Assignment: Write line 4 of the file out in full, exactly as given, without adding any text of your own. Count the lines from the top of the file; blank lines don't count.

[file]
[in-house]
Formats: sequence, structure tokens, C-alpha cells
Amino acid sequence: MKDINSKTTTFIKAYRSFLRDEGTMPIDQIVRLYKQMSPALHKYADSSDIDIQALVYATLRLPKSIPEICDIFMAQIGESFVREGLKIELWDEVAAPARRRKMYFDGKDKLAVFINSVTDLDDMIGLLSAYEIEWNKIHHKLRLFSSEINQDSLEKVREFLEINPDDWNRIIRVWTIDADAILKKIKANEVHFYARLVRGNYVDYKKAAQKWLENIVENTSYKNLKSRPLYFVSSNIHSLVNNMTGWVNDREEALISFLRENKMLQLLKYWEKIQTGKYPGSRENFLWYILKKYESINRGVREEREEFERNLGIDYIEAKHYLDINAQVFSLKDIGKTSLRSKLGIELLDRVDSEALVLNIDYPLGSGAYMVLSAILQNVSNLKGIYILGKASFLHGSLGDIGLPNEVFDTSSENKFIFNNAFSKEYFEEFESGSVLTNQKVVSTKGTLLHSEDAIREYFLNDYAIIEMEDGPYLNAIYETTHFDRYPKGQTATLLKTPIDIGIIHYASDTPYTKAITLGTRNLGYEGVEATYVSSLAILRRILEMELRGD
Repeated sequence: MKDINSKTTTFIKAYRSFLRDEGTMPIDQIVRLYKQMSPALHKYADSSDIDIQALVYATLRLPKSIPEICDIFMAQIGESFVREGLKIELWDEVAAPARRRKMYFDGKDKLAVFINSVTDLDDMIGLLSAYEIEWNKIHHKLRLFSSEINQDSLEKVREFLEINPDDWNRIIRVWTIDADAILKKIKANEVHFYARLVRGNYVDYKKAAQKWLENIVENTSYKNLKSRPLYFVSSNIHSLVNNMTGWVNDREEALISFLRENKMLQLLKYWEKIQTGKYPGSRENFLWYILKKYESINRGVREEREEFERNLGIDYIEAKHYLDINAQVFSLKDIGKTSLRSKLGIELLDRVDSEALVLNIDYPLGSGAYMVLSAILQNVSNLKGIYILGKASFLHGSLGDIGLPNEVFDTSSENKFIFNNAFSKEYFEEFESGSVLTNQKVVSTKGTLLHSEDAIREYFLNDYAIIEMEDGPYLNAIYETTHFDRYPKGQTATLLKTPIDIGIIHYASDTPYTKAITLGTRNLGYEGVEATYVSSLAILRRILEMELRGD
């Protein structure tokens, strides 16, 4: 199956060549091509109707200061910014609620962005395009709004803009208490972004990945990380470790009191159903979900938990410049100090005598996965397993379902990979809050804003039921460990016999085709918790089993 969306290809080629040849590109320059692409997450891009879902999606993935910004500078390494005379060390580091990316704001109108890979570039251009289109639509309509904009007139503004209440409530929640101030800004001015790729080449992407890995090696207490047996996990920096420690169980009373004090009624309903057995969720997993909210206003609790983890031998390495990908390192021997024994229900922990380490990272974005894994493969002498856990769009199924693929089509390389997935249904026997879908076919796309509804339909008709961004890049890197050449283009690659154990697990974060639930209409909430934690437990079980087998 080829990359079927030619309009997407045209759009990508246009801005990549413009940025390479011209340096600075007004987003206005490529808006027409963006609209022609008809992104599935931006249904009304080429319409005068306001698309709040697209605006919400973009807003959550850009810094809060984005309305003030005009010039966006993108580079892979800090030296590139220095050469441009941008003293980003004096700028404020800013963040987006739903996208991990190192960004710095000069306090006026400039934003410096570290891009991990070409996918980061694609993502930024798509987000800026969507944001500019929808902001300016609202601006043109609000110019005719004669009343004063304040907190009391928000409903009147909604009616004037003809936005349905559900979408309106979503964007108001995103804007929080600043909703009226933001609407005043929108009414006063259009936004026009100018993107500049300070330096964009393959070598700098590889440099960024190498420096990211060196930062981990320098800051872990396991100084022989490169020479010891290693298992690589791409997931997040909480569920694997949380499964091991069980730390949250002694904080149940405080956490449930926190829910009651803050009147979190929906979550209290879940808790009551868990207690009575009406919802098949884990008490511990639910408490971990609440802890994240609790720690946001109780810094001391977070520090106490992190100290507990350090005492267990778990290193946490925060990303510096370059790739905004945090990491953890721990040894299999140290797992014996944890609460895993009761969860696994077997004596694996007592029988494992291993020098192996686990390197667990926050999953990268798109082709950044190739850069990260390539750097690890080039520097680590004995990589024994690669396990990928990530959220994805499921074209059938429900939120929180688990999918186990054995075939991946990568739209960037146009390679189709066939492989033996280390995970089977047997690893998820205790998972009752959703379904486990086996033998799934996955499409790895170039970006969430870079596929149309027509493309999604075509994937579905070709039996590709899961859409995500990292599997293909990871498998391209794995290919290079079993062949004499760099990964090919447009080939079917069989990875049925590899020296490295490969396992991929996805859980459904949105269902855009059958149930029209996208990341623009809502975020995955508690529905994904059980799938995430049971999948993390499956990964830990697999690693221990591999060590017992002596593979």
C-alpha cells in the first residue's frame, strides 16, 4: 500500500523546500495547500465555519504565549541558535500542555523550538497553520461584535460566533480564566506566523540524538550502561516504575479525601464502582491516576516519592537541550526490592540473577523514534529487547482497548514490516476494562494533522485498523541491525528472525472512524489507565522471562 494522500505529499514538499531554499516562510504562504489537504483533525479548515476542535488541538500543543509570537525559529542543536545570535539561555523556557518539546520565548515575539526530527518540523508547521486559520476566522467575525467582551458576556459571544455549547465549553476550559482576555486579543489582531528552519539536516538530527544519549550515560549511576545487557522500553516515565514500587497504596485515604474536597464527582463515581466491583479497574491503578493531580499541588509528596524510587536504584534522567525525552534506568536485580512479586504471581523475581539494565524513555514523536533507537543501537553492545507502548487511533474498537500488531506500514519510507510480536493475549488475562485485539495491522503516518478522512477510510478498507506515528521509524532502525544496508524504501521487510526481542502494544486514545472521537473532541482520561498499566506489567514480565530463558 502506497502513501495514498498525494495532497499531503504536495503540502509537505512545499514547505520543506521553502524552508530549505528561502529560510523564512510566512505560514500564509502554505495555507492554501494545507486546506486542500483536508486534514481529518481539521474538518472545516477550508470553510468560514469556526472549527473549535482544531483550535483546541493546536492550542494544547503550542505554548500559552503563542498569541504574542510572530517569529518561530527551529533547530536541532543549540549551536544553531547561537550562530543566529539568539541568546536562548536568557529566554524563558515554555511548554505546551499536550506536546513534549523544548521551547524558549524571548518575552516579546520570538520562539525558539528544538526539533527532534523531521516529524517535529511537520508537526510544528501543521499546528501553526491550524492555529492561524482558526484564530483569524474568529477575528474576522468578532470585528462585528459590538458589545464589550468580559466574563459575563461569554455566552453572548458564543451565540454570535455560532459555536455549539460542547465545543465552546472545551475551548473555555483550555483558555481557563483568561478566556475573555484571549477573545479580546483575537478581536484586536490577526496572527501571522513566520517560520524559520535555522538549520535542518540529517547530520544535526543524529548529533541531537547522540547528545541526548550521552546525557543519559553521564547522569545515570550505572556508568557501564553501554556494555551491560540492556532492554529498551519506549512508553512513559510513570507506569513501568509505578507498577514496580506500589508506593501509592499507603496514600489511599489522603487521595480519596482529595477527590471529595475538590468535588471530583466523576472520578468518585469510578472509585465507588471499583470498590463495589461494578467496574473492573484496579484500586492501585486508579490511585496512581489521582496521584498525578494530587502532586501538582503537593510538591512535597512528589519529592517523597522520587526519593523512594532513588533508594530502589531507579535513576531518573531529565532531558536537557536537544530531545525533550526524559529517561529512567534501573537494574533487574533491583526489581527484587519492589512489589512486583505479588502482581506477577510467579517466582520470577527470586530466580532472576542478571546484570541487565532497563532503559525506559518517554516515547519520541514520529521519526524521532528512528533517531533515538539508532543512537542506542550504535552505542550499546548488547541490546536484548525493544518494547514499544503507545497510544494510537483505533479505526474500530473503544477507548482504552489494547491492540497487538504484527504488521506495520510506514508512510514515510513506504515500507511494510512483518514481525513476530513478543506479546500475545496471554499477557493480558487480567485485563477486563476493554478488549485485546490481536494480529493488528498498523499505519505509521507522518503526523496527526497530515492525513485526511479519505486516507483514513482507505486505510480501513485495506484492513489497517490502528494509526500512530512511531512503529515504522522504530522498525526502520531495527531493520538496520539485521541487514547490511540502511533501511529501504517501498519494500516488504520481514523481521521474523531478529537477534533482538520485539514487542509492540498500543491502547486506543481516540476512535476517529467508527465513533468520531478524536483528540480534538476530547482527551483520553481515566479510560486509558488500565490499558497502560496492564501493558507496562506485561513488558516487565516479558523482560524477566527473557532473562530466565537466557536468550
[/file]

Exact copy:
Repeated sequence: MKDINSKTTTFIKAYRSFLRDEGTMPIDQIVRLYKQMSPALHKYADSSDIDIQALVYATLRLPKSIPEICDIFMAQIGESFVREGLKIELWDEVAAPARRRKMYFDGKDKLAVFINSVTDLDDMIGLLSAYEIEWNKIHHKLRLFSSEINQDSLEKVREFLEINPDDWNRIIRVWTIDADAILKKIKANEVHFYARLVRGNYVDYKKAAQKWLENIVENTSYKNLKSRPLYFVSSNIHSLVNNMTGWVNDREEALISFLRENKMLQLLKYWEKIQTGKYPGSRENFLWYILKKYESINRGVREEREEFERNLGIDYIEAKHYLDINAQVFSLKDIGKTSLRSKLGIELLDRVDSEALVLNIDYPLGSGAYMVLSAILQNVSNLKGIYILGKASFLHGSLGDIGLPNEVFDTSSENKFIFNNAFSKEYFEEFESGSVLTNQKVVSTKGTLLHSEDAIREYFLNDYAIIEMEDGPYLNAIYETTHFDRYPKGQTATLLKTPIDIGIIHYASDTPYTKAITLGTRNLGYEGVEATYVSSLAILRRILEMELRGD